CHICAGO — Want to know your chances of dying in the next 10 years? Here are some bad signs: getting winded walking several blocks, smoking and having trouble pushing a chair across the room.

That’s according to a “mortality index” developed by San Francisco researchers for people older than 50.

The test scores may satisfy people’s morbid curiosity, but the researchers say their 12-item index is mostly for use by doctors. It can help them decide whether costly health screenings or medical procedures are worth the risk for patients unlikely to live 10 more years.

It’s best to take the test with a doctor, who can discuss what the score means in the context of patients’ own medical history, the study authors say.

The index “wasn’t meant as guidance about how to alter your lifestyle,” said lead author Dr. Marisa Cruz of the University of California, San Francisco.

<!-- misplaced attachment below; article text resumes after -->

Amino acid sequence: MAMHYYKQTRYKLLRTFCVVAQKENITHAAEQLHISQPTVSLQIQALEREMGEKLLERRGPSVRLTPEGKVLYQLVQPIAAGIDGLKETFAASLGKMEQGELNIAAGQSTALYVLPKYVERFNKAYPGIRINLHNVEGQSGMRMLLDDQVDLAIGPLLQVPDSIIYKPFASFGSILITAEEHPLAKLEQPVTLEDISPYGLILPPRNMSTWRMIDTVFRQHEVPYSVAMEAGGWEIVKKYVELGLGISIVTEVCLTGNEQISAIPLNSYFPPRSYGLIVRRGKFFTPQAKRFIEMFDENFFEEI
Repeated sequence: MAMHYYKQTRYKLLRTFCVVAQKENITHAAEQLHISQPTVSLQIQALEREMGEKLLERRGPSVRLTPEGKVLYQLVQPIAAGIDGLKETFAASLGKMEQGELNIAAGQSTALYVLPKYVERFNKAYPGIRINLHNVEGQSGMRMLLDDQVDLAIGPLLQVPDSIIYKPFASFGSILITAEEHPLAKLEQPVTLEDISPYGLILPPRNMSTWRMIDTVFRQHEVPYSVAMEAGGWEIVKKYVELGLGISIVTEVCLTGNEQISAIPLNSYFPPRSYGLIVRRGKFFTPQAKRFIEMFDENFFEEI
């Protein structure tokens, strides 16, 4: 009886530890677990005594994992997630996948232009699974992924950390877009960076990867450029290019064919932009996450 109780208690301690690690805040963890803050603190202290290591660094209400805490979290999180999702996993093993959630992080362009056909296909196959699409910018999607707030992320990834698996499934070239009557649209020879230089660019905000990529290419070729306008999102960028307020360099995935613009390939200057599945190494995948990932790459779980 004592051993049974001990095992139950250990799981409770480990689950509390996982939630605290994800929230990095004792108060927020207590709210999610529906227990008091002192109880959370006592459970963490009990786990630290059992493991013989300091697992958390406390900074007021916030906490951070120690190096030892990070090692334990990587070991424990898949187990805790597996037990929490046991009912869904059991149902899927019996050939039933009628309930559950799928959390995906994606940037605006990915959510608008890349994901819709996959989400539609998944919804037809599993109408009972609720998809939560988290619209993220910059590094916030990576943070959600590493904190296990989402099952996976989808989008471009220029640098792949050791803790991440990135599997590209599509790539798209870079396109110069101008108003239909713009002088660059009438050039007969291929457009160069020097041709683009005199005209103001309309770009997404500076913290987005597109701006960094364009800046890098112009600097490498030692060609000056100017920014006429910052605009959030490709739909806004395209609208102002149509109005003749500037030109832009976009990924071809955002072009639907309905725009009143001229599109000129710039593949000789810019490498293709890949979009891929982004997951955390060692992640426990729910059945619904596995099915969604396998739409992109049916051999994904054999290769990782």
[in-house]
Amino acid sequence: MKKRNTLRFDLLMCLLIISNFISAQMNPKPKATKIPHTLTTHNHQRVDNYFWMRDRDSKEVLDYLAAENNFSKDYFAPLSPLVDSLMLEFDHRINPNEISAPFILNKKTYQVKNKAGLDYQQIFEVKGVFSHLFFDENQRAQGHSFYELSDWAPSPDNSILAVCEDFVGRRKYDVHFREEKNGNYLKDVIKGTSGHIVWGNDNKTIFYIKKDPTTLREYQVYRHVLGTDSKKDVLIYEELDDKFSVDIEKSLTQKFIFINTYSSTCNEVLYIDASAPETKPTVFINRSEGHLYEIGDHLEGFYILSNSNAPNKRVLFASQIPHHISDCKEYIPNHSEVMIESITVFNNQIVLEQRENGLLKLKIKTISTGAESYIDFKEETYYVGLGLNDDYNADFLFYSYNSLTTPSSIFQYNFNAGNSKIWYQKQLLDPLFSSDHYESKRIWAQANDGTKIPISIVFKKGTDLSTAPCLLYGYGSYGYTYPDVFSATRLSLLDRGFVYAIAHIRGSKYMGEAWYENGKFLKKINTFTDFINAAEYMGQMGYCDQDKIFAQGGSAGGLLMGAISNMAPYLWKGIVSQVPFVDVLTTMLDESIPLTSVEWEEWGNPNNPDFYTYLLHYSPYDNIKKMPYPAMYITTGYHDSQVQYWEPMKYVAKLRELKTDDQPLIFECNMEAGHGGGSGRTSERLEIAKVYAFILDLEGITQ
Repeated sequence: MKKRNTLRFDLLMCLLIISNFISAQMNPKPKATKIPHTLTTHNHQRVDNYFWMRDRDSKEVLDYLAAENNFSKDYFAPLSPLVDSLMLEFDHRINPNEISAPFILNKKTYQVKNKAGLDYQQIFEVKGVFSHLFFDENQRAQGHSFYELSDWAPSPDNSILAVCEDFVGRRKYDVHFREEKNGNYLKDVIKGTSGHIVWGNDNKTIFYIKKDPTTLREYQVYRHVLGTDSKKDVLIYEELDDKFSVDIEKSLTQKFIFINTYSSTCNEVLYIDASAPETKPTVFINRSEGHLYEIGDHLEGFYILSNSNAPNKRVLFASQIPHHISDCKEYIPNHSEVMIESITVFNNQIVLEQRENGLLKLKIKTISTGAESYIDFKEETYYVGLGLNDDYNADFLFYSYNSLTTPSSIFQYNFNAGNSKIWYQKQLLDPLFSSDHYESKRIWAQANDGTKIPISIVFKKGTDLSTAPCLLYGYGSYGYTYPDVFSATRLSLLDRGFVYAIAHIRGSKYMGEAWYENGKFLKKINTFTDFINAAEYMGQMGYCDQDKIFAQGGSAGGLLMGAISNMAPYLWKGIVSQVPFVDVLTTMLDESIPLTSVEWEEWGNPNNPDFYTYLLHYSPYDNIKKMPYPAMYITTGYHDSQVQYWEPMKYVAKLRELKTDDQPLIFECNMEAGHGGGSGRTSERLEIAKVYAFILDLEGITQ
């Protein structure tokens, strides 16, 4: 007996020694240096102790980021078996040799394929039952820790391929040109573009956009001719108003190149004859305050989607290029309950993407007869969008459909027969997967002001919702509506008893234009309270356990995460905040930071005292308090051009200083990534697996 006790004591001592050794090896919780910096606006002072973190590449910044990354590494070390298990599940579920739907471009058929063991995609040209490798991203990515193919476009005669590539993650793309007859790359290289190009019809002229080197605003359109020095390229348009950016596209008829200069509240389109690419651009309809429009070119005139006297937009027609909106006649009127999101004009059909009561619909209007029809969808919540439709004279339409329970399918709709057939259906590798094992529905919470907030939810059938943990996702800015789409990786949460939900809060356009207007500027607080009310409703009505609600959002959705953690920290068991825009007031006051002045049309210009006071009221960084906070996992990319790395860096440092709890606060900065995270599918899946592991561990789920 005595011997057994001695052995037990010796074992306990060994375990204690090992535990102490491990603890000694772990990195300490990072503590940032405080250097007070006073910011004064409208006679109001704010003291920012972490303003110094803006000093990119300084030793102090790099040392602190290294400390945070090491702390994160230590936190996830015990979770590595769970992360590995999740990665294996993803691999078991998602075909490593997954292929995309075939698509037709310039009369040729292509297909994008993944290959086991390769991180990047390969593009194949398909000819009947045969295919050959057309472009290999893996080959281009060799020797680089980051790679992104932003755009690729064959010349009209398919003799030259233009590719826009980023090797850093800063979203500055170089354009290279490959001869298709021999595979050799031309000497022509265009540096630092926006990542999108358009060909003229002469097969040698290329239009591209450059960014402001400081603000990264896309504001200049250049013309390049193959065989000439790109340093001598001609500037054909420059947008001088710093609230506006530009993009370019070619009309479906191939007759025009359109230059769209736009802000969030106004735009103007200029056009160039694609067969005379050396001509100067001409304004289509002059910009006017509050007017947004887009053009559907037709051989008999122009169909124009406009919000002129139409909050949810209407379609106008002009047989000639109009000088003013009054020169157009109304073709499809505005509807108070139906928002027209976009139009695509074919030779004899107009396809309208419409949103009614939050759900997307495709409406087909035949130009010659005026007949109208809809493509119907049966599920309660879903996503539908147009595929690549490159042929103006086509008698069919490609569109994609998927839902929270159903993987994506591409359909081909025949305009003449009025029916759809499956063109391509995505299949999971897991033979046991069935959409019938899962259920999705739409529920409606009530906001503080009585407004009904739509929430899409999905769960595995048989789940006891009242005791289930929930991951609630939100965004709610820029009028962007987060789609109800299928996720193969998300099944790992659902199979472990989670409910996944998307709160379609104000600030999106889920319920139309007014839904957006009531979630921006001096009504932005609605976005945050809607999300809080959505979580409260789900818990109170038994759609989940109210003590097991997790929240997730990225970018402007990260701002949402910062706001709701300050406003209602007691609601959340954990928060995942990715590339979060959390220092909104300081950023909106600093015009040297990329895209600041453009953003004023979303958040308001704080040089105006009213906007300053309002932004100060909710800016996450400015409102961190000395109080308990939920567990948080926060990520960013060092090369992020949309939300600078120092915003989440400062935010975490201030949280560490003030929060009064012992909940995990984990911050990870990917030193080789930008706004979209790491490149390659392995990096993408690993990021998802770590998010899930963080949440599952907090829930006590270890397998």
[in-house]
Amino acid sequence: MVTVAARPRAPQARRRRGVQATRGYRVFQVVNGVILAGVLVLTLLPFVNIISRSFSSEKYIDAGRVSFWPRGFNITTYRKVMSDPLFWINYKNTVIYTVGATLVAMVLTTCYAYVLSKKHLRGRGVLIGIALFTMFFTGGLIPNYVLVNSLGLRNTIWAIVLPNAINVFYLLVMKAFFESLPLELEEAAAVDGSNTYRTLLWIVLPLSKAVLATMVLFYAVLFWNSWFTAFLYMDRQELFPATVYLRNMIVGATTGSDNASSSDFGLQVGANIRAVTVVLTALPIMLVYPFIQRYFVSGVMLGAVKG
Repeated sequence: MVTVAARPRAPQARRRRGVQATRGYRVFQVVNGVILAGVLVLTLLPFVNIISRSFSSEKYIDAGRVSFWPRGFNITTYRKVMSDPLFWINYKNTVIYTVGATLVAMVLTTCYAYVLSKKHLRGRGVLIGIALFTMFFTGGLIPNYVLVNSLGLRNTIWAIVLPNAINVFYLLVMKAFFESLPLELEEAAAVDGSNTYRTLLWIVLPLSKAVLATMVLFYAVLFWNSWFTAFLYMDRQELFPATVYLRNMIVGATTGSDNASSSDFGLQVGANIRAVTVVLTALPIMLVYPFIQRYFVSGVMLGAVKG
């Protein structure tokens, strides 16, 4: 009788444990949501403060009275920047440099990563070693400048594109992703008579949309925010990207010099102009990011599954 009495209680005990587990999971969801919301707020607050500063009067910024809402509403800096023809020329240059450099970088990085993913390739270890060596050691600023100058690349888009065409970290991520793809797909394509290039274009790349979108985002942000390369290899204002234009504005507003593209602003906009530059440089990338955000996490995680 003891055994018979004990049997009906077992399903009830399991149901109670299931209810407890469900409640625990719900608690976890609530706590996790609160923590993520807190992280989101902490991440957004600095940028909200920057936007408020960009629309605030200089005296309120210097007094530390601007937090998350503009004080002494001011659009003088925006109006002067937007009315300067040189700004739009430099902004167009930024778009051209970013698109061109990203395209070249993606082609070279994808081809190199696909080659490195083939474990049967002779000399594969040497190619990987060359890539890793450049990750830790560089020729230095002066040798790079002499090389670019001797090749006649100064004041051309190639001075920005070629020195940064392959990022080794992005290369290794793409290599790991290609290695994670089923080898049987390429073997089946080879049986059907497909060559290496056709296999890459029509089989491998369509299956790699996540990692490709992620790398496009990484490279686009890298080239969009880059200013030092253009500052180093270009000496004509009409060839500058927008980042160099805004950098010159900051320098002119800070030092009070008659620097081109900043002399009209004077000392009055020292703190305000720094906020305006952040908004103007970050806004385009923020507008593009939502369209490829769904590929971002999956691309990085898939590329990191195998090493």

Instead, doctors can use the results to help patients understand the pros and cons of such things as rigorous diabetes treatment, colon cancer screening and tests for cervical cancer. Those may not be safe for very sick, old people likely to die before cancer ever develops.

The findings were published Tuesday in the Journal of the American Medical Association. Grants from the National Institute on Aging and the American Federation for Aging Research helped pay for the study.

The researchers created the index by analyzing data on almost 20,000 Americans over 50 who took part in a national health survey in 1998. They tracked the participants for 10 years. Nearly 6,000 participants died during that time.

Dr. Stephan Fihn, a health quality measurement specialist with Veterans Affairs health services in Seattle, said the index seems valid and “methodologically sound.”

But he said it probably would be most accurate for the oldest patients, who don’t need a scientific crystal ball to figure out their days are numbered.